Also, if you’ve ever read Robert Harris’ alternate history novel Fatherland, the plot revolves around the fate of those who attended this conference. If you havent read it, you really should. They also made a pretty alright TV movie out of it in the 90’s.

Anyways, from Wannsee we went to Potsdam where we went to the palace where Churchill, Truman and Stalin divided up Germany after the war and from there we went to Sanssouci palace.

That afternoon we went to the German History Museum and it was absolutely amazing. The museum goes chronologically through German history starting roughly 1300. They had so many old books on display, I was in heaven. I’m pretty sure I could spend forever in that museum, there were so many artifacts to see and it was fascinating.

Different exhibits reminded me of different things. One exhibit of knight’s armor reminded me of the last scene from the movie Bedknobs and Broomsticks while another made me feel like I had stepped out of Berlin and into Thomas Mann’s novel Buddenbrooks. I’m sure youre not surprised however when I say that my favorite part was the exhibit on the Nazis.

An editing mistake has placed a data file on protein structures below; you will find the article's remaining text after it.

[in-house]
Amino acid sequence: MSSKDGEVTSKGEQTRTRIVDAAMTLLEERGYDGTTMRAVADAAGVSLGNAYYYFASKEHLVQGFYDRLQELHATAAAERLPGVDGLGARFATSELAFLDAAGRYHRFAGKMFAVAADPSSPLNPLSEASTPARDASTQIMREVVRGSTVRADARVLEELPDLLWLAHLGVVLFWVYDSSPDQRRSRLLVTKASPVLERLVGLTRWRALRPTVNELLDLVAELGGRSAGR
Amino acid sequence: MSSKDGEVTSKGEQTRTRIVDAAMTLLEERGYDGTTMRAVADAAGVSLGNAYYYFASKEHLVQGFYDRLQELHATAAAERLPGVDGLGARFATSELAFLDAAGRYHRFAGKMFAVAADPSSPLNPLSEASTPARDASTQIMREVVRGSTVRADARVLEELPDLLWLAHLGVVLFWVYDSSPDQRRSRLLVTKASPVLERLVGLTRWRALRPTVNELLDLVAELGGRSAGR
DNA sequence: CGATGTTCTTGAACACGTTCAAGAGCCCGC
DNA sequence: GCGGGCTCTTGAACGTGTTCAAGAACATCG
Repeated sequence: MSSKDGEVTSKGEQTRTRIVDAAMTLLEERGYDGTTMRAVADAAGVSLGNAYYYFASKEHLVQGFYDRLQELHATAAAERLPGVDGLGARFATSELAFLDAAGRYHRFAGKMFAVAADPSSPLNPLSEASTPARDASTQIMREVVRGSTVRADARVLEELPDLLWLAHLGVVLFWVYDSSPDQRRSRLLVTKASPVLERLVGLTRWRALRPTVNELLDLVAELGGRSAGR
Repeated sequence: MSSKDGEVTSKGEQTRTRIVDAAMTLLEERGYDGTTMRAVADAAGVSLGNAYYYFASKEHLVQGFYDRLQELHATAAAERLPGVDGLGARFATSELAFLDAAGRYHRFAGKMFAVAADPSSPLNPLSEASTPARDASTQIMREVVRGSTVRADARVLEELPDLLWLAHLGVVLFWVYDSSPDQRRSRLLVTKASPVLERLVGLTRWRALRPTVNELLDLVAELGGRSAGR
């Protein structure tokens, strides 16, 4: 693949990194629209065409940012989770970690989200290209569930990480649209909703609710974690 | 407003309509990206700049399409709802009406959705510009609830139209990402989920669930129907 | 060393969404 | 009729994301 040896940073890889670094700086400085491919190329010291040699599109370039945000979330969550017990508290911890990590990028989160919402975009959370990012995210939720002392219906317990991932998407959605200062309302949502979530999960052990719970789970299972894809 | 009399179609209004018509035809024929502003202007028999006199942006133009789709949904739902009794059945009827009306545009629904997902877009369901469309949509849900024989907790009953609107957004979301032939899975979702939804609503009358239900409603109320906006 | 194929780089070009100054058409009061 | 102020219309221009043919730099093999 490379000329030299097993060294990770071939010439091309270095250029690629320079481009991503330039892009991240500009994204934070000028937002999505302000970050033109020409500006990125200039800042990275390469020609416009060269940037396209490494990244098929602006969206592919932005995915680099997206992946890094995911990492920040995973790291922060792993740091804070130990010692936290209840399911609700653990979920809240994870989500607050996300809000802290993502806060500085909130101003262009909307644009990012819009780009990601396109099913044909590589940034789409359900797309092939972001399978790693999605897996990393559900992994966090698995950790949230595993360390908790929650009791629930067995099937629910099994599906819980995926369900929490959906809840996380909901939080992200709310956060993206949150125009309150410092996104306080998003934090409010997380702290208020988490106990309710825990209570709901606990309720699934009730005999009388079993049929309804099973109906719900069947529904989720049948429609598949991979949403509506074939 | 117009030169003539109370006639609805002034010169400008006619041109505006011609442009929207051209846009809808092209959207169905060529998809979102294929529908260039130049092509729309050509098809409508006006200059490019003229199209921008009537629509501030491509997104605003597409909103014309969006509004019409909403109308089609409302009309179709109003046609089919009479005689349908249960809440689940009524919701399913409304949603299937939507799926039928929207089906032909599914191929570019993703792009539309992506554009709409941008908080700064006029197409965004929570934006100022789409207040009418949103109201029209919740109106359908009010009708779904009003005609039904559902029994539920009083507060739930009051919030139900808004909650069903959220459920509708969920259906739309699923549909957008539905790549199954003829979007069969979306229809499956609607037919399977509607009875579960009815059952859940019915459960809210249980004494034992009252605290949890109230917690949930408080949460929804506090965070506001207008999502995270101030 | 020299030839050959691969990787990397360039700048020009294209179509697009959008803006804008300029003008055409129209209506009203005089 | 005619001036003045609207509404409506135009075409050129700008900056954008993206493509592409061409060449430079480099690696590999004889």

There were so many things that fascinated me, they had uniforms and posters and the engine of a V2 rocket. There were badges and pins and even an anti-aircraft gun. But the thing that I could spend forever simply looking at and imagining its history was Hitler’s desk (designed by Speer) from the New Chancellery.

In case you were wondering why I keep mentioning Speer, he’s the man I’m going to write a book about sometime in the next ten years. In fact, all I want to do is research him for the rest of my life. But anyways, back to this desk.

I saw many things during my trip that if they could talk, could tell the most powerful stories. This desk is one of them. Just imagine Hitler standing over it with a map of Europe planning out his next move against France or Russia or England.

That’s pretty much a summary of what we got up to in Berlin. I’ll leave you with this photo of me in front of the Brandenburg Gate and then we’ll move on to Poland!

Poland – Warsaw